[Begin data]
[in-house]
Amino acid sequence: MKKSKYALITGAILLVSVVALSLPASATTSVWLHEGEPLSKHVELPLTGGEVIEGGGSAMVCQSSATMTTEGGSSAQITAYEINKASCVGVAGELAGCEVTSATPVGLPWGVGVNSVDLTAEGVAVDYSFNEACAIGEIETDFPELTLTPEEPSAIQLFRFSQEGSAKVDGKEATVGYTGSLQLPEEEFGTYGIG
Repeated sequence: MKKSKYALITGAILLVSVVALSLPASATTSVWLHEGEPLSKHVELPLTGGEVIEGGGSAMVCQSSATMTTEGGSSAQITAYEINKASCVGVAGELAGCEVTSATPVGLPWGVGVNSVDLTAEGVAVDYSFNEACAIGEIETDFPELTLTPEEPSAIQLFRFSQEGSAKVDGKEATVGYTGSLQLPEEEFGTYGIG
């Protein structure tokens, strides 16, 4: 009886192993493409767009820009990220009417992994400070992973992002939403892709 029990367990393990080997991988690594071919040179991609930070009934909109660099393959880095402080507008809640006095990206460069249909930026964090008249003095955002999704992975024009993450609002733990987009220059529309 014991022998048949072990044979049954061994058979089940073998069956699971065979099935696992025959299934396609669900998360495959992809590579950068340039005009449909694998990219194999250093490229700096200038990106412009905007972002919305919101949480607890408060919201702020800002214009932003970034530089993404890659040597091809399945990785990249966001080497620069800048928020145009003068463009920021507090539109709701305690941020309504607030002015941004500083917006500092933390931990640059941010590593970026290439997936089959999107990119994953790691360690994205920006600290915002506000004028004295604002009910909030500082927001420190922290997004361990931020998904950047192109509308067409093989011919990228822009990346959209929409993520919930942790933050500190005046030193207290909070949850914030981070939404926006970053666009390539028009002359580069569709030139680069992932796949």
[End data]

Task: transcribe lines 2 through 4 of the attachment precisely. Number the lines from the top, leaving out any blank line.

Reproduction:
Amino acid sequence: MKKSKYALITGAILLVSVVALSLPASATTSVWLHEGEPLSKHVELPLTGGEVIEGGGSAMVCQSSATMTTEGGSSAQITAYEINKASCVGVAGELAGCEVTSATPVGLPWGVGVNSVDLTAEGVAVDYSFNEACAIGEIETDFPELTLTPEEPSAIQLFRFSQEGSAKVDGKEATVGYTGSLQLPEEEFGTYGIG
Repeated sequence: MKKSKYALITGAILLVSVVALSLPASATTSVWLHEGEPLSKHVELPLTGGEVIEGGGSAMVCQSSATMTTEGGSSAQITAYEINKASCVGVAGELAGCEVTSATPVGLPWGVGVNSVDLTAEGVAVDYSFNEACAIGEIETDFPELTLTPEEPSAIQLFRFSQEGSAKVDGKEATVGYTGSLQLPEEEFGTYGIG
């Protein structure tokens, strides 16, 4: 009886192993493409767009820009990220009417992994400070992973992002939403892709 029990367990393990080997991988690594071919040179991609930070009934909109660099393959880095402080507008809640006095990206460069249909930026964090008249003095955002999704992975024009993450609002733990987009220059529309 014991022998048949072990044979049954061994058979089940073998069956699971065979099935696992025959299934396609669900998360495959992809590579950068340039005009449909694998990219194999250093490229700096200038990106412009905007972002919305919101949480607890408060919201702020800002214009932003970034530089993404890659040597091809399945990785990249966001080497620069800048928020145009003068463009920021507090539109709701305690941020309504607030002015941004500083917006500092933390931990640059941010590593970026290439997936089959999107990119994953790691360690994205920006600290915002506000004028004295604002009910909030500082927001420190922290997004361990931020998904950047192109509308067409093989011919990228822009990346959209929409993520919930942790933050500190005046030193207290909070949850914030981070939404926006970053666009390539028009002359580069569709030139680069992932796949």